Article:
Just like every other income, your mutual fund income is also Taxed – except it’s not just like your other income. Mutual fund profits are Taxed differently. While we know taxes that apply to your salary, things we buy, and so much more, how many of us actually know taxes on our investments. Especially if you are new to the stock market, this is quite important for you to understand. Now, though investments and the returns you receive from them might seem small, they are now. Eventually, they will turn out to be bigger, with bigger tax applications. So, here let’s find out more about it.
Are Mutual Funds Taxed?
This is quite a question that everyone has on their mind. The answer to it is right here – yes, your earnings on mutual funds are taxed. You must be aware that you earn money in two ways for mutual funds.
If you are not sure, don’t worry, we have got you covered.
Mutual funds earn you profit either through capital gains or through dividends. I bet you have heard of them – still, let’s talk about it one step at a time.
What are Capital Gains?
When a capital asset is sold – the term capital gain refers to the rise in its value.
Simply put, a capital gain occurs when you sell an asset for a higher price than you paid for it.
A capital asset is almost any asset you hold, whether it’s a sort of investment (such as a stock, bond, or real estate) or something you bought for personal use (like furniture or a boat).
When you sell an asset, you realize capital gains by reducing the initial purchase price from the sale price.
Individuals are taxed on capital gains in certain instances by the Internal Revenue Service (IRS).
Hope you have got an idea about your capital gains. Now, let’s get going to the next part of income – dividends.
What Are Dividends?
A dividend is a distribution of a portion of a company’s earnings to a class of shareholders chosen by the board of directors of the firm.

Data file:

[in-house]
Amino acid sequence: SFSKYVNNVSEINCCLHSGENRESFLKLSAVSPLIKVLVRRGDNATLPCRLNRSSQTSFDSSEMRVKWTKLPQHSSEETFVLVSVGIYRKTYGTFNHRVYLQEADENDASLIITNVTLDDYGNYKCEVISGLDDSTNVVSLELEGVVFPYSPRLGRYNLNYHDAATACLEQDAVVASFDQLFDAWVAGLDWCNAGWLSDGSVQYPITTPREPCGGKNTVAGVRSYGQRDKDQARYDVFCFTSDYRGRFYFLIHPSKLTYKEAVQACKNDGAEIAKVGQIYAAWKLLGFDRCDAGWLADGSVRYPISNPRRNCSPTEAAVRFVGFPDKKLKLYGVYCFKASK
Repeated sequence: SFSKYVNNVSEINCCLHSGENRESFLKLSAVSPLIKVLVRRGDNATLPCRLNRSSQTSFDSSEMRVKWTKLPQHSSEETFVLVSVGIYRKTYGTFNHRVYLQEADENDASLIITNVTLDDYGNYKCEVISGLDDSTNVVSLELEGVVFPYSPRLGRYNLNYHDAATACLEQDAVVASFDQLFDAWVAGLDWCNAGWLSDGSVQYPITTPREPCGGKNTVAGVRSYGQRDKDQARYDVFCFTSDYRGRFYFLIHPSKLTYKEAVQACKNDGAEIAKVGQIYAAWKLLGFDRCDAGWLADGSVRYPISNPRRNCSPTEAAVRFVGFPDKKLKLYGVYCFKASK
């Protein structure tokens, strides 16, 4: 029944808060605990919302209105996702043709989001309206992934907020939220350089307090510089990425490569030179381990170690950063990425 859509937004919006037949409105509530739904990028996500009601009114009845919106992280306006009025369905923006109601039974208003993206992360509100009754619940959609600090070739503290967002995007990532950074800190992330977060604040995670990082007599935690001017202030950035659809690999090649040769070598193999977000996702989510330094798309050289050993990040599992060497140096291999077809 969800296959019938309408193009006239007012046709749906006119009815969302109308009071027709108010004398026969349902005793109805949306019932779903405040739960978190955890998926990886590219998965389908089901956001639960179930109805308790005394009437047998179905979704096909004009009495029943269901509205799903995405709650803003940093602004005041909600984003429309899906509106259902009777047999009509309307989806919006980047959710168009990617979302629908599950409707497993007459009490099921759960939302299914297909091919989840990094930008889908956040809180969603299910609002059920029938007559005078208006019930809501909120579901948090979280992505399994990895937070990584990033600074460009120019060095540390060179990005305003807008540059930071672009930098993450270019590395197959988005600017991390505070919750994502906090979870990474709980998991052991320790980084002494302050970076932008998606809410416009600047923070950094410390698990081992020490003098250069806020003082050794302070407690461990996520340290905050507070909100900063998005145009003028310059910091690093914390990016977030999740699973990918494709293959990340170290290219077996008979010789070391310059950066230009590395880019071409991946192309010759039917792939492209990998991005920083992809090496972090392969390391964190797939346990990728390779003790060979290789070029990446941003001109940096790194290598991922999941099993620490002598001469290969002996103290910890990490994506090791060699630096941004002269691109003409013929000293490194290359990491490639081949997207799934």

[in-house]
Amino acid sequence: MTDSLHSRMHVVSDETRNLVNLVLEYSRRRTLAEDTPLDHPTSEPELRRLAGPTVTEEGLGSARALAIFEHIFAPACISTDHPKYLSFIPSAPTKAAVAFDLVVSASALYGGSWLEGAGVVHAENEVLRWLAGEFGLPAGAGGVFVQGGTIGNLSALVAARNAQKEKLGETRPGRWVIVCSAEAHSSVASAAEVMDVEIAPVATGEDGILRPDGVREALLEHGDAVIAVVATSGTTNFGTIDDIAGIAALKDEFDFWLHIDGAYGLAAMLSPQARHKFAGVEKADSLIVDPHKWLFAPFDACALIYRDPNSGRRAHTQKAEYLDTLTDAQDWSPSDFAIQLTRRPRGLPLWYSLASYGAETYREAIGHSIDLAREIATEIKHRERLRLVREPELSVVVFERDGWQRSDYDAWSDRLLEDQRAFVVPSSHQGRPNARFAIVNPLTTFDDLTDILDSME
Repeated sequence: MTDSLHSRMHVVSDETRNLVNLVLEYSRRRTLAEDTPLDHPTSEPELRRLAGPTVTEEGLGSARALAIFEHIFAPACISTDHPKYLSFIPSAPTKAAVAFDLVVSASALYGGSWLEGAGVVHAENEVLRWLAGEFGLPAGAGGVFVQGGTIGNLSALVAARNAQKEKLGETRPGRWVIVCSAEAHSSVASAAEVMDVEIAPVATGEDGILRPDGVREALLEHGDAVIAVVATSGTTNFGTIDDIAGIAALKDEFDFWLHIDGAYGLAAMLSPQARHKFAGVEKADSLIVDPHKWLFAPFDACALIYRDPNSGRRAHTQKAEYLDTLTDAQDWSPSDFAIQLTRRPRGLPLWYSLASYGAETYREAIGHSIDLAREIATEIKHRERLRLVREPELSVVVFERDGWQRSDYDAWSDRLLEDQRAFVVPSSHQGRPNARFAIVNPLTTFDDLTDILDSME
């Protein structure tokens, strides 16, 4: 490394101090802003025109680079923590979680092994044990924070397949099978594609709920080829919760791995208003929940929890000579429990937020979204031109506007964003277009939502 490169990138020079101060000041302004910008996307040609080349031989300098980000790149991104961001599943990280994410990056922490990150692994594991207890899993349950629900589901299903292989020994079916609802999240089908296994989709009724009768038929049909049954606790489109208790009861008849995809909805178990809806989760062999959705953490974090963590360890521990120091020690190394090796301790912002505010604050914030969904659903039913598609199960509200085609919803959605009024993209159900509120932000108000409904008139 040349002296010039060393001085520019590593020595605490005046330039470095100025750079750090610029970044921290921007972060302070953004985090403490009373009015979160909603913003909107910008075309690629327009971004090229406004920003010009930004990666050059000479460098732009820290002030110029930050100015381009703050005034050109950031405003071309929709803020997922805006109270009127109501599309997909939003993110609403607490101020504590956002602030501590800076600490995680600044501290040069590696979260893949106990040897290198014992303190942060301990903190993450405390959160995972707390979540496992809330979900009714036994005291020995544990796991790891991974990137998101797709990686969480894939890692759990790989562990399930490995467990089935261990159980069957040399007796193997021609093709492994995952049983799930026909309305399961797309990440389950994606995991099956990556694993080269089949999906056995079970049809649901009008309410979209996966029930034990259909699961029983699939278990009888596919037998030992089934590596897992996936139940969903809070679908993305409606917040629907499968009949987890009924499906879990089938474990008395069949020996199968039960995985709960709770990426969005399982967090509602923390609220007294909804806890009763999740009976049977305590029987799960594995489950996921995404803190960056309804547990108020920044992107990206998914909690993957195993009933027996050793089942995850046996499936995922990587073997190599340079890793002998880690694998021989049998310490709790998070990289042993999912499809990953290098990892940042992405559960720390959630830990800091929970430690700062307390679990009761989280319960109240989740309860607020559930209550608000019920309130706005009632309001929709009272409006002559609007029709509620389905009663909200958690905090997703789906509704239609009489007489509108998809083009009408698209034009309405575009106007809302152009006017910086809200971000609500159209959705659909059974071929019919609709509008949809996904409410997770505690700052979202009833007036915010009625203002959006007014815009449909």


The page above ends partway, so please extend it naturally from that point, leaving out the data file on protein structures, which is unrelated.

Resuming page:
As long as they own the shares before the ex-dividend date, common shareholders of dividend-paying firms are usually eligible. Dividends can be received in the form of cash or extra equity.
Here, let’s speak about taxes on capital gains. Just like Rebate under section 87a for income, Section 80C, and more, there are implications for mutual funds and their capital gains – let’s get to know it.
What are the Tax Implications on Capital Gains?
You need to know that capital gains are of two types. They are Long Term Capital Gains and short-term capital gains, and they are taxed in those two ways.
What are Long Term gains?
- A long-term capital asset is one that is owned by individuals for a period of more than 36 months.
- This group includes debt-oriented mutual funds, jewelry, and other investments held for more than 36 months; there is no 24-month decrease period in these cases.
What are Short Term Gains?
- When assets are held for less than 36 months, they are classified as short-term capital assets.
- The term for immovable assets, such as real estate, buildings, and land, has been decreased from 36 to 24 months.
- As a result, if an individual decides to sell land or a house after owning it for a period of 24 months, the profit earned falls under long-term capital gain.
Taxes on Long and Short Term Capital Gains
According to the Union Budget 2018, the LTCG on sales of listed stocks over Rs. 1 lakh is taxed at 10%, while the STCG is charged at 15%.
Furthermore, in the case of debt mutual funds, both long and short-term capital gains are taxable.
101 on Capital Gains
There are only a few assets that qualify for capital gains, and they are:
- Your home
- Your vehicle
There are a few ways that you can reduce your taxes on capital gains – here we go:
1. Take advantage of retirement plans, and you will have added benefits.
2. If you face a loss in the investment, you can reduce your capital gains tax.
3. Be sure about the invested tenure – if you wait days or months it would cost you more in taxes.
4. If you hold stocks for a longer period, you will be paying the lowest rate of tax.
You would find different kinds of exemptions on taxes that you pay on housing, income, and so much more. Similarly, you would find exemptions in taxes that you pay on your long-term gains. Now that you know long-term gains do not just pertain to mutual funds but several other assets and income. You can find exemptions on these and enjoy these benefits.
When you are a newbie, it must never seem like you are actually new. You must know your details and how things work in the market. This is not just good for now but can help you futuristically. Moreover, you can use it as a competitive advantage, and the same is applicable to your taxes.